Compiled by Vince Rinehart of The Washington Post
It would be hard to find a subject more elemental, compelling and pervasive than money. But in many business and economic stories, all of that gets obscured by jargon, murkiness and just plain bad arithmetic. Copy editors willing to approach the subject from a very general, basic perspective - trying to think like someone reading a business or economic story for the first time - can play a useful role in making stories clear, accessible and accurate. We're the canaries in a coal mine - what induces coma in a copy editor is likely to have the same effect on most readers. It's often a copy editor who can remind a reporter familiar with all the inside terms not to impose them on people outside that field of expertise.
Based on a lot of experience rimming, slotting and sometimes assigning business stories, here's an extremely random Top 10 list of things - some nitpicky details, some very philosophical points - to remember when editing business and economic stories. There are so many things to remember, and the best preparation is just to be a curious reader willing to learn new things and to constantly ask "why."
10. "Percent" and "percentage point" are different math concepts that are frequently gotten wrong in stories and headlines, especially in stories about government economic reports. Eight percent inflation is 4 percentage points--not four percent--greater than 4 percent inflation.
9. In a related development, never count on a percentage change to be correct, even if this is pretty simple math: Subtract the "from" or "old' number from the "to" or "new" number, then divide the difference by the "from" or "old" number. It's another reason why business copy editors' most effective tool is often a $10 calculator.
8. You don't need to replicate the corporate logo to accurately render a company's name. So beware of all the phony tricks companies use to make their name stand out more in type -- all-caps, where no abbreviating is taking place, punctuation marks that the CEO would love to see in a headline saying the stock price is up. Be reasonably rigorous about fully identifying companies on first reference, but not if it's going to clunk up a sentence by spelling out a corporate icon that most readers would more easily recognize -- International Business Machines Corp. instead of IBM, Minnesota Mining & Manufacturing Co. instead of 3M.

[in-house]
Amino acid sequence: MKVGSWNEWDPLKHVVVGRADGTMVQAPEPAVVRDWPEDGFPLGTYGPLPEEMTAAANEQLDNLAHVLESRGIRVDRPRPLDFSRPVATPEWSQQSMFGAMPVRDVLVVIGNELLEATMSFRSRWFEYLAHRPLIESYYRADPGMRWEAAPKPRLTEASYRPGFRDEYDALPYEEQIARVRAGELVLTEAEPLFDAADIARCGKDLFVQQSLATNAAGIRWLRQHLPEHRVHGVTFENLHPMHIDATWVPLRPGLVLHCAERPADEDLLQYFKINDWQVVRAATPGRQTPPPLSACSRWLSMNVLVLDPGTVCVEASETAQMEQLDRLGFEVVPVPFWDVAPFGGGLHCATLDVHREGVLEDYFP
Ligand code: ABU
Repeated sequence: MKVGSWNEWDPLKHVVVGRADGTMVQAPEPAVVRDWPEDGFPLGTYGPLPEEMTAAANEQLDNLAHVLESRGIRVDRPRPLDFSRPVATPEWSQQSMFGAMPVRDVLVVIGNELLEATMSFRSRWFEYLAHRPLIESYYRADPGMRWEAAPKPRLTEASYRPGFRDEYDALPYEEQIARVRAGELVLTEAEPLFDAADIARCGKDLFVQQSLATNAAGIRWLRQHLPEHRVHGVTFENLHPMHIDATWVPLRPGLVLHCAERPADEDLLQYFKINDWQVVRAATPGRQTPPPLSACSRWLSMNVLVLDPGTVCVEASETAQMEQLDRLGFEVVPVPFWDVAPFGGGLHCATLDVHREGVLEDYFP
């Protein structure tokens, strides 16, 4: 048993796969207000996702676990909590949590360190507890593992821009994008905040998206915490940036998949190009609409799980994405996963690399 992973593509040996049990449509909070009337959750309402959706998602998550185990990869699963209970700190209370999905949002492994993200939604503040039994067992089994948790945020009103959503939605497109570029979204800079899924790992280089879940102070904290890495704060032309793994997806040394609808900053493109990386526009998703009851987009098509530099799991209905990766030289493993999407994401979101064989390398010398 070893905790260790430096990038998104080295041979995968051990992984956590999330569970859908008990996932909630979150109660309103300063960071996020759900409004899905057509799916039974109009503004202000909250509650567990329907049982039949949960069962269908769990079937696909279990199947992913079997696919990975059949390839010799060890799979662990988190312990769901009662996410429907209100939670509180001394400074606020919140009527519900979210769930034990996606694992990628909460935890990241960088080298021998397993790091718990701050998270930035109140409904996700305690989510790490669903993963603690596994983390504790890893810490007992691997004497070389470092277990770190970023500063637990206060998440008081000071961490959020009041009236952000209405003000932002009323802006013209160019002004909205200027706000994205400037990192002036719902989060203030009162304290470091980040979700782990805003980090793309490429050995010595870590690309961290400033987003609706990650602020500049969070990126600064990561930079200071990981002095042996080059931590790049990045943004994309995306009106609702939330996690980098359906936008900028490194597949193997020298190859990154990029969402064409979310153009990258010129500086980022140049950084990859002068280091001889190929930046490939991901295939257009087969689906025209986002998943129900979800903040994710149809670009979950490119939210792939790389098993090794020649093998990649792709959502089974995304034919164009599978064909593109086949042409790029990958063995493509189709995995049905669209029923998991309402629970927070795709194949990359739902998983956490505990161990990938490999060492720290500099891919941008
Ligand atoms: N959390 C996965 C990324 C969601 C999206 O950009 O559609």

7. Beg for copies of Barron's glossaries of economic and financial terms; they're a good way to prevent jargon from creeping into the copy and to help readers understand the concepts you're throwing at them, including the ones you see below.
6. Inflation isn't a price, it's a rate of change in prices. But headline writers frequently get this wrong when the government reports an inflation rate that is less than it was a month or a year ago. They'll say inflation falls, when it's actually inflation slowing.
5. An average isn't an index, and vice versa. You get an average by adding up a bunch of numbers, and then dividing by the number of numbers in that set. An index is a statistical composite that measures percentage changes in something -- some measure of economic performance, or a basket of stock prices -- from a base period or from the previous month. In stock markets, an index basically measures the change in a set of stock prices from a base market value that's already been established. Stories and headlines often call the Dow Jones industrial average an index, and it's not. The Dow is a price-weighted average (meaning high-priced issues have more influence than low-priced issues) of the share prices of 30 industrial stocks. [In related news: "average" and "median" often get confused too -- we've seen copy editors change "median income" to "average median income." The median is the midway value between two points -- in housing, it's the price at which half the homes cost more and half cost less.]